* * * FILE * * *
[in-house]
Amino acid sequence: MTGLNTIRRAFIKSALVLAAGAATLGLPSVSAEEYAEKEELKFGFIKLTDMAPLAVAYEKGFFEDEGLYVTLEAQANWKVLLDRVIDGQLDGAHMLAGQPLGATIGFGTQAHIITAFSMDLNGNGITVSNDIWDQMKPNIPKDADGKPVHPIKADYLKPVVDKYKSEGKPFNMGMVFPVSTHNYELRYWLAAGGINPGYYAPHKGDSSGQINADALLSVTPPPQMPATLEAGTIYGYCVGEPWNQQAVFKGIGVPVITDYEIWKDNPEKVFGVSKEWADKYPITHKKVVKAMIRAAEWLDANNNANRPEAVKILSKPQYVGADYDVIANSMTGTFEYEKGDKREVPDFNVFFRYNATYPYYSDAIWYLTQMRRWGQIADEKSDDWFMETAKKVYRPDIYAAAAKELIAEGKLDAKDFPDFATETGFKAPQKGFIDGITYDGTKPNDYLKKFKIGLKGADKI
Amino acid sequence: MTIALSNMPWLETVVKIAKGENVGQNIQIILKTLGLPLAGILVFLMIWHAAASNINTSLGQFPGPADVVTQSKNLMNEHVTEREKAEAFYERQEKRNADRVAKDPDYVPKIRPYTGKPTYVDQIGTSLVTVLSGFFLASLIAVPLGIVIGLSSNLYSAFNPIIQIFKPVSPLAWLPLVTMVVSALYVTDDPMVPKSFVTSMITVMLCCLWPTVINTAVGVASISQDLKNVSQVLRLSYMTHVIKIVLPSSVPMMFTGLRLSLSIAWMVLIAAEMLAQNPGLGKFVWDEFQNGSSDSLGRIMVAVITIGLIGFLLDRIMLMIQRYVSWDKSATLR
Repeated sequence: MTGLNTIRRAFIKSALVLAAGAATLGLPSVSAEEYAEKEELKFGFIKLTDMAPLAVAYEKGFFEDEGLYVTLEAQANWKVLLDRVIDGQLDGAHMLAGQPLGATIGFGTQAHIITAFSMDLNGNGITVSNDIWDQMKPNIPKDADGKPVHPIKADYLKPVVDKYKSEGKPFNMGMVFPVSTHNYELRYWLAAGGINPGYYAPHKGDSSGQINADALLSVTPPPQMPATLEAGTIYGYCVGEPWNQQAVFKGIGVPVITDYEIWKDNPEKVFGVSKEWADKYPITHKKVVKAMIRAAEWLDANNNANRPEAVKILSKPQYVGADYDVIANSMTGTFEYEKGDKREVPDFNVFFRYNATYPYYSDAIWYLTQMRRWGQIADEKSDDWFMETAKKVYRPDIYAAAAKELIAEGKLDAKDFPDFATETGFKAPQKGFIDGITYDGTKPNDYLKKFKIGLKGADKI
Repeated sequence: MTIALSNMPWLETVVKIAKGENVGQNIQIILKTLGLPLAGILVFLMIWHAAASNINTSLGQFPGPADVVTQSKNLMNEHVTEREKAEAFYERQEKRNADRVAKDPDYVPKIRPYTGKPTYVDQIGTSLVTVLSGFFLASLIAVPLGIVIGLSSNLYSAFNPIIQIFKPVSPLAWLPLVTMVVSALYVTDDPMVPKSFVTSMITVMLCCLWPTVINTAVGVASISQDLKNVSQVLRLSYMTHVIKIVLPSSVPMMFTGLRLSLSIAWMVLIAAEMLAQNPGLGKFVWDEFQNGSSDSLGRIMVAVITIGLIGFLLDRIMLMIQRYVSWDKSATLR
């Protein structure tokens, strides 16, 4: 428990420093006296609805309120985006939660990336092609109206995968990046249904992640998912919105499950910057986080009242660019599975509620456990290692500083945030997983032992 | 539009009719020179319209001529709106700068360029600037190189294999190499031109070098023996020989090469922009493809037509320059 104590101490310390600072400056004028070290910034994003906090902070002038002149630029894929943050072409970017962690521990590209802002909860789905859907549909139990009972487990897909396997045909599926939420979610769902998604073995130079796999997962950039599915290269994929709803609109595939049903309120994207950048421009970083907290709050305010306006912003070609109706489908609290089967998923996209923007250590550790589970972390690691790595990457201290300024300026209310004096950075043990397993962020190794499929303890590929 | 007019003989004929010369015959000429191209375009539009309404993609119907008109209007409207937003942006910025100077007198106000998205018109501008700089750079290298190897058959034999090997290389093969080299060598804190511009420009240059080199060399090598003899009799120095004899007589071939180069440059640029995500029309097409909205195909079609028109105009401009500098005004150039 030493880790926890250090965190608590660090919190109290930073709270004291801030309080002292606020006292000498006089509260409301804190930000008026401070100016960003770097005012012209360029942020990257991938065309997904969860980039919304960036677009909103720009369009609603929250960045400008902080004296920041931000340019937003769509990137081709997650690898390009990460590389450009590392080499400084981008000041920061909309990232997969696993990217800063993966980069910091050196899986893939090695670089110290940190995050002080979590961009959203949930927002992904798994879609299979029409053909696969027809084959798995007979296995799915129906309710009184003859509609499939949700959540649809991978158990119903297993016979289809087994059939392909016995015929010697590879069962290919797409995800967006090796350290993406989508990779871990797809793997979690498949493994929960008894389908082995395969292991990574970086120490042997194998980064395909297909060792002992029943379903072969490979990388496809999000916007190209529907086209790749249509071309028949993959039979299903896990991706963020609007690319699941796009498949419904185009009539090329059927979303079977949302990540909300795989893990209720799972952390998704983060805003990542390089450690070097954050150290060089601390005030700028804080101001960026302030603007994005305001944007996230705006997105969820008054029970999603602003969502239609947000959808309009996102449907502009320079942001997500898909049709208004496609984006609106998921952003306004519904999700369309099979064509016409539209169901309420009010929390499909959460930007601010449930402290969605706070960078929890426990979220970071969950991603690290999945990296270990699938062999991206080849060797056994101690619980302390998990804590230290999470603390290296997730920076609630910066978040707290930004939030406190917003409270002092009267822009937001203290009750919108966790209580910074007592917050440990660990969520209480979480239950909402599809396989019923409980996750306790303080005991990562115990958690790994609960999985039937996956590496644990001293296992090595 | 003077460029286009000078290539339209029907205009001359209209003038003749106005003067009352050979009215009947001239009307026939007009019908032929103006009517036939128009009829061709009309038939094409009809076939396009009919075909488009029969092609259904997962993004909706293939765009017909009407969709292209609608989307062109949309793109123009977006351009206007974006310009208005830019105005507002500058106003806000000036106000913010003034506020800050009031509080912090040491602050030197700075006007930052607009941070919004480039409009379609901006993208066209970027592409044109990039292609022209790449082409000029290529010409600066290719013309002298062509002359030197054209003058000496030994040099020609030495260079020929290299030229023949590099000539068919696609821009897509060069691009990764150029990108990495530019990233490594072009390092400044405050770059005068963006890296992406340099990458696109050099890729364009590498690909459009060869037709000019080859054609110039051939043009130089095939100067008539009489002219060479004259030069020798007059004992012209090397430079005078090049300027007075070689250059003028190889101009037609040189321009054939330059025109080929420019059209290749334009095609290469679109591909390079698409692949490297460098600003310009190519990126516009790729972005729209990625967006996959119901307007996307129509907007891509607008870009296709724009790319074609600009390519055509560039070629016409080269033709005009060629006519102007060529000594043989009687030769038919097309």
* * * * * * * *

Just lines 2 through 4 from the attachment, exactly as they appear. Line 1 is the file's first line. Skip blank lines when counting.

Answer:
Amino acid sequence: MTGLNTIRRAFIKSALVLAAGAATLGLPSVSAEEYAEKEELKFGFIKLTDMAPLAVAYEKGFFEDEGLYVTLEAQANWKVLLDRVIDGQLDGAHMLAGQPLGATIGFGTQAHIITAFSMDLNGNGITVSNDIWDQMKPNIPKDADGKPVHPIKADYLKPVVDKYKSEGKPFNMGMVFPVSTHNYELRYWLAAGGINPGYYAPHKGDSSGQINADALLSVTPPPQMPATLEAGTIYGYCVGEPWNQQAVFKGIGVPVITDYEIWKDNPEKVFGVSKEWADKYPITHKKVVKAMIRAAEWLDANNNANRPEAVKILSKPQYVGADYDVIANSMTGTFEYEKGDKREVPDFNVFFRYNATYPYYSDAIWYLTQMRRWGQIADEKSDDWFMETAKKVYRPDIYAAAAKELIAEGKLDAKDFPDFATETGFKAPQKGFIDGITYDGTKPNDYLKKFKIGLKGADKI
Amino acid sequence: MTIALSNMPWLETVVKIAKGENVGQNIQIILKTLGLPLAGILVFLMIWHAAASNINTSLGQFPGPADVVTQSKNLMNEHVTEREKAEAFYERQEKRNADRVAKDPDYVPKIRPYTGKPTYVDQIGTSLVTVLSGFFLASLIAVPLGIVIGLSSNLYSAFNPIIQIFKPVSPLAWLPLVTMVVSALYVTDDPMVPKSFVTSMITVMLCCLWPTVINTAVGVASISQDLKNVSQVLRLSYMTHVIKIVLPSSVPMMFTGLRLSLSIAWMVLIAAEMLAQNPGLGKFVWDEFQNGSSDSLGRIMVAVITIGLIGFLLDRIMLMIQRYVSWDKSATLR
Repeated sequence: MTGLNTIRRAFIKSALVLAAGAATLGLPSVSAEEYAEKEELKFGFIKLTDMAPLAVAYEKGFFEDEGLYVTLEAQANWKVLLDRVIDGQLDGAHMLAGQPLGATIGFGTQAHIITAFSMDLNGNGITVSNDIWDQMKPNIPKDADGKPVHPIKADYLKPVVDKYKSEGKPFNMGMVFPVSTHNYELRYWLAAGGINPGYYAPHKGDSSGQINADALLSVTPPPQMPATLEAGTIYGYCVGEPWNQQAVFKGIGVPVITDYEIWKDNPEKVFGVSKEWADKYPITHKKVVKAMIRAAEWLDANNNANRPEAVKILSKPQYVGADYDVIANSMTGTFEYEKGDKREVPDFNVFFRYNATYPYYSDAIWYLTQMRRWGQIADEKSDDWFMETAKKVYRPDIYAAAAKELIAEGKLDAKDFPDFATETGFKAPQKGFIDGITYDGTKPNDYLKKFKIGLKGADKI